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U.S. claims China makes false promises as Honduras plans diplomatic switch

03/16/2023 01:43 PM
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Washington, March 15 (CNA) A U.S. State Department spokesperson claimed Thursday that promises made by China often went unfulfilled, after Honduran President Xiomara Castro announced her government's intention to establish diplomatic relations with Beijing.

The official, who spoke to CNA on the condition of anonymity, said that Honduras would be sacrificing sustainable economic and security benefits for its people if it were to sever official ties with Taiwan, which Beijing considers a precondition for formal relations.

After Honduran Foreign Minister Eduardo Enrique Reina commented that the switch was driven in large part by a need to secure new investment to offset the country's significant debts, the U.S. State Department spokesman said that promises made by China often went unfulfilled, without elaborating.

Reina said that "Honduras' needs are enormous, and we haven't seen that answer from Taiwan," in a television interview cited by Reuters on Thursday.

According to the report, Reina claimed that a request to Taipei to double Taiwan's annual aid to Honduras went unanswered.

Moreover, Reina said that an attempt to renegotiate Honduras' US$600 million debt to Taiwan also proved fruitless.

Despite Castro stating in a social media post Tuesday that she had instructed diplomats to begin the process of establishing relations with the People's Republic of China, Honduras has yet to formally sever ties with Taiwan, officially called the Republic of China.

Castro had previously vowed to pursue relations with Beijing while campaigning to replace Juan Orlando Hernández, who was arrested and extradited to the United States last year to stand trial on cocaine trafficking and weapons charges.

Hernández had come to power following a 2009 coup in which Honduras' democratically elected leader Manuel Zelaya -- husband of the incumbent President Castro -- was flown out of the country via a military base jointly shared with the United States.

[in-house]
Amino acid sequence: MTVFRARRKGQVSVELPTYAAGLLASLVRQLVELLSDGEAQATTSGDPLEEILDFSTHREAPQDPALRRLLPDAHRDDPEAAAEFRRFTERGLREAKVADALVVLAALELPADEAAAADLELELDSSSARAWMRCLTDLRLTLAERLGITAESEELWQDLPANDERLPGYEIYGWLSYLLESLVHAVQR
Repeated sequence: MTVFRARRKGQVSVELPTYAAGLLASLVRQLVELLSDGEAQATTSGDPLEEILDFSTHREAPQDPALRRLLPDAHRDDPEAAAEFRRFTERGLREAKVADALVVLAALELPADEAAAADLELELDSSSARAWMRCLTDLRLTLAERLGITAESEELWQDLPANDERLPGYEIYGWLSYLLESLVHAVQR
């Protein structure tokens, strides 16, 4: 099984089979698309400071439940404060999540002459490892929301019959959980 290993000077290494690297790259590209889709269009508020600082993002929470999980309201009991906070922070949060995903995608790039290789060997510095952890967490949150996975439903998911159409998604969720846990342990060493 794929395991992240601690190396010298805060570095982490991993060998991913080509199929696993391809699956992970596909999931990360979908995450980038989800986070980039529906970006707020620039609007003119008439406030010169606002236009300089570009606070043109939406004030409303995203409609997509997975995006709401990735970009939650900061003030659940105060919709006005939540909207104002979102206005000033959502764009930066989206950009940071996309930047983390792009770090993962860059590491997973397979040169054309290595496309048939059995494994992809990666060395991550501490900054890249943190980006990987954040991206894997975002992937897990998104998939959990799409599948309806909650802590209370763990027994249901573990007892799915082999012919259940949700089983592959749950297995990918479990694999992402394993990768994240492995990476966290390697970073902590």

Although plagued by accusations of corruption and human rights abuses, Hernández's government received regular military and financial support from Washington throughout his term in office.

Hernández was also a staunch supporter of Taiwan, with President Tsai Ing-wen (蔡英文) conferring the Order of Brilliant Jade with Grand Cordon on the former Honduran president during a visit to Taipei in 2016.

Yet with Castro seemingly determined to break with her predecessor's Taiwan policy, the U.S. State Department spokesperson said that Washington encouraged countries to expand their engagement with Taipei and continue to stand on the side of good governance, transparency and the rule of law.

Beijing sees Taiwan as part of China, even though the PRC has never had jurisdiction over Taiwan since it was formed in 1949, and requires that ROC allies sever ties with the ROC first before establishing relations with the PRC.

If Honduras ends official diplomatic relations with the ROC, it will be left with 13 diplomatic allies worldwide.

The two countries established official relations in 1941, when the ROC was still based in Mainland China and Taiwan was part of Japan.

News of Honduras' decision to establish ties with the PRC also sparked criticisms from Democrat and Republican lawmakers in Washington.

"When people across our hemisphere are dealing with real problems, like gang violence, narcoterrorism, systemic corruption, and skyrocketing costs, Honduras' President is bending to the demands of the CCP [Chinese Communist Party]," Republican Senator Marco Rubio said in a statement.

"It is a shame that some countries in our region continue to buy into the lies of an authoritarian regime at the expense of their own sovereignty and security," Rubio said.

Republican Senator Jim Risch, meanwhile, said that Castro embracing China and its "empty promises" would be a serious mistake, while Democratic Senator Robert Menendez criticized Beijing for continuing to poach Taiwan's diplomatic allies.

Also Wednesday, former American Institute in Taiwan director Douglas Paal said while China has long taken action to isolate Taiwan diplomatically, the immediate decision by the Honduran president lacks the usual signs of mainland orchestration.

"Castro used a tweet rather than a formal announcement or trip by her foreign minister to Beijing to make the decision formally. That's different, and it may be due to local considerations," Paal told CNA in an email when asked about Honduras' decision to switch ties to the PRC.

"Castro announced her intention to switch relations as a presidential candidate, but she has taken a lot of time to get around to doing this. I am confident the U.S. has been signaling to her government not to do this for some time, so maybe she is motivated by concerns unique to her circumstances, not President Tsai's transit, for example.

Meanwhile, the Stimson Center's China Program director Yun Sun (孫韻) echoed Paal's views.

"Given how long this must have been planned and facilitated, and given how recently Tsai's trip was announced, I don't think China's goal was directly related to her trip, but the coincidence of the timing certainly has the effect of reminding people the consequences of angering China," Sun said.

"I do think the timing is coordinated to glorify Xi's third term and the great diplomatic achievement China has made under Xi's leadership," she added.

(By Stacy Hsu, Chiang Chin-yeh and Ko Lin)


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